Peter Krauseneck

University of Tuebingen, Tübingen, Baden-Wuerttemberg, Germany

Are you Peter Krauseneck?

Claim your profile

Publications (3)32.35 Total impact

  • [Show abstract] [Hide abstract]
    ABSTRACT: The role of chemotherapy in the primary treatment of malignant glioma remains controversial. The results from the German-Austrian Glioma trial (GAG, 1983 to 1988) demonstrated a survival benefit for chemotherapy using carmustine (BCNU) plus teniposide (VM26) over BCNU alone in addition to radiotherapy in patients with a Karnofsky performance score (KPS) more than 60. The Neuro-Oncology Working Group (NOA) of the German Cancer Society therefore compared the efficacy of nimustine (ACNU) plus VM26 and ACNU plus cytarabine (Ara-C) chemotherapy in addition to standard radiotherapy in patients with newly diagnosed malignant glioma. From 1994 to 2000, 375 patients were randomly assigned to receive radiotherapy and cycles of ACNU 90 mg/m2 intravenously (IV) on day 1 and VM26 60 mg/m2 IV on days 1 to 3 (n = 183), or ACNU 90 mg/m2 IV on day 1 and Ara-C 120 mg/m2 IV on days 1 to 3 (n = 179), in 6-week intervals. Thirteen patients were not eligible after central neuropathology review. The remaining 362 patients had glioblastoma (n = 301) or anaplastic glioma (n = 61). Median survival and 2-year survival rates were 17.3 months and 25% for ACNU plus VM26, and 15.7 months and 29% for ACNU plus Ara-C in glioblastoma, and 60 months and 88% for ACNU plus VM26 and 62.5 months and 72% for ACNU plus Ara-C in anaplastic glioma. Multivariate analysis revealed no survival advantage for either arm or for subpopulations defined by histology, age, or KPS. Hematologic toxicity was more prominent in the ACNU plus Ara-C arm. The median survival times and 2-year survival rates for patients with anaplastic glioma and glioblastoma achieved in the NOA-01 trial compare favorably with historical trials and with the Radiation Therapy Oncology Group database. The toxicity profile favors ACNU plus VM26 for further evaluation.
    Journal of Clinical Oncology 10/2003; 21(17):3276-84. · 18.04 Impact Factor
  • [Show abstract] [Hide abstract]
    ABSTRACT: The prospective multicenter NOA-03 trial, conducted by the Neuro-Oncology Working Group (NOA) of the German Cancer Society, was initiated to define the feasibility and efficacy of single-agent high-dose methotrexate therapy without concomitant radiotherapy in immunocompetent patients with primary central nervous system lymphoma. Thirty-seven patients (median age, 60 years) received 179 biweekly courses of 8 g/m2 methotrexate. Response was assessed after 3 and 6 courses. We had planned to enter 105 patients into the trial. Since fewer than the projected 18 of 37 patients achieved a complete response after an intermediate analysis, the trial was closed. In intention-to-treat analysis, 11 of 37 patients (29.7%) achieved complete response, whereas 14 of 37 patients (37.8%) were found to have progressive disease. The median relapse-free survival among complete response patients was 13.7 months. Multivariate logistic regression analysis revealed that corticosteroid application during the first methotrexate course was associated with complete response. The regimen was well tolerated, but, unlike previously reported results, the activity of high-dose methotrexate was only moderate.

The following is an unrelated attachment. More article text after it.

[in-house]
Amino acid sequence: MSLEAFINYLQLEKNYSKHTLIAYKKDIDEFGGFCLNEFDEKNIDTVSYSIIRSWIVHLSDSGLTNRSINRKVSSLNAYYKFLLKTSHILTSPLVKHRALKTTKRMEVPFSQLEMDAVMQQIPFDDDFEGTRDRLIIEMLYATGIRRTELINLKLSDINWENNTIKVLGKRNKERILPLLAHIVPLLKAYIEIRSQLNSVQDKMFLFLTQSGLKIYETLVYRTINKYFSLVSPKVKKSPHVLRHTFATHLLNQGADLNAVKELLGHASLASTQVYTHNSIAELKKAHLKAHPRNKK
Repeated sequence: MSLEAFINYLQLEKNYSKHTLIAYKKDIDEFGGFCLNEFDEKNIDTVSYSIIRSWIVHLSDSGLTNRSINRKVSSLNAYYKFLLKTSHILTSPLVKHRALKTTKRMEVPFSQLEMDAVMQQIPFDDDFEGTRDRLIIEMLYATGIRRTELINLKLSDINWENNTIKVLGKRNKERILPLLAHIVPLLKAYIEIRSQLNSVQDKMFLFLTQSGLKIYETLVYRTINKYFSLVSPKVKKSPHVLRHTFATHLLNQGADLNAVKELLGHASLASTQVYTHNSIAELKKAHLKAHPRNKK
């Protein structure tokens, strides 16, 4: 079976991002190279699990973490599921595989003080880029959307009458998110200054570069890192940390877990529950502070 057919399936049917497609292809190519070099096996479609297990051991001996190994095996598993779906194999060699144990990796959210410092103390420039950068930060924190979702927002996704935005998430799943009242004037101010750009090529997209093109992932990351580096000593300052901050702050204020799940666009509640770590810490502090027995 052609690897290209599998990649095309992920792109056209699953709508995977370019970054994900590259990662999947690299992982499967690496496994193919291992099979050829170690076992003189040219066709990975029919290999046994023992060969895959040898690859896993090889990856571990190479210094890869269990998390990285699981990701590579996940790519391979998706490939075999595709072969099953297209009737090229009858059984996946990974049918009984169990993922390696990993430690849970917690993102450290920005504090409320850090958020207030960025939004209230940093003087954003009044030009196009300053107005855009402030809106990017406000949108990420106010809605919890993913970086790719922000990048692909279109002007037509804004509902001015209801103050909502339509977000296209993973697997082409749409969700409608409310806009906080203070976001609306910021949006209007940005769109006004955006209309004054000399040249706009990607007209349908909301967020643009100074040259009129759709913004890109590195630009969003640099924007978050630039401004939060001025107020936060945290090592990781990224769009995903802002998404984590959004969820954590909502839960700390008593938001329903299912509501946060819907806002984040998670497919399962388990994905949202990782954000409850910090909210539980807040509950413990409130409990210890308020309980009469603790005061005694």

Annals of Neurology 03/2002; 51(2):247-52. · 11.19 Impact Factor
  • Source
    [Show abstract] [Hide abstract]
    ABSTRACT: Immunocompetent patients with primary central nervous system lymphoma (PCNSL) present with a median age of 55 years, immunosuppressed patients with a median age of 40 years. They show a broad range of signs and symptoms. Symptoms of increased intracranial pressure and personality change are most frequent, followed in frequency by ataxia and hemiparesis. The median time from onset of symptoms to diagnosis is 3-5 months in immunocompetent patients and 2 months in immunodeficient patients. The time to diagnosis can be considerably longer in patients with slowly developing personality change or fluctuating symptoms due to spontaneous or steroid-induced remission of so-called sentinel lesions. Native CT scans show iso- or hyperdense lesions with homogenous contrast enhancement. T1-weighted MRI scans show hypointense and T2-weighted scans hyperintense lesions. The definitive diagnosis of PCNSL requires biopsy. In some cases, however, the definitive diagnosis may exclusively be made by the demonstration of malignant B-lymphocytes in the cerebrospinal fluid.
    Journal of Neuro-Oncology 08/1999; 43(3):219-26. · 3.12 Impact Factor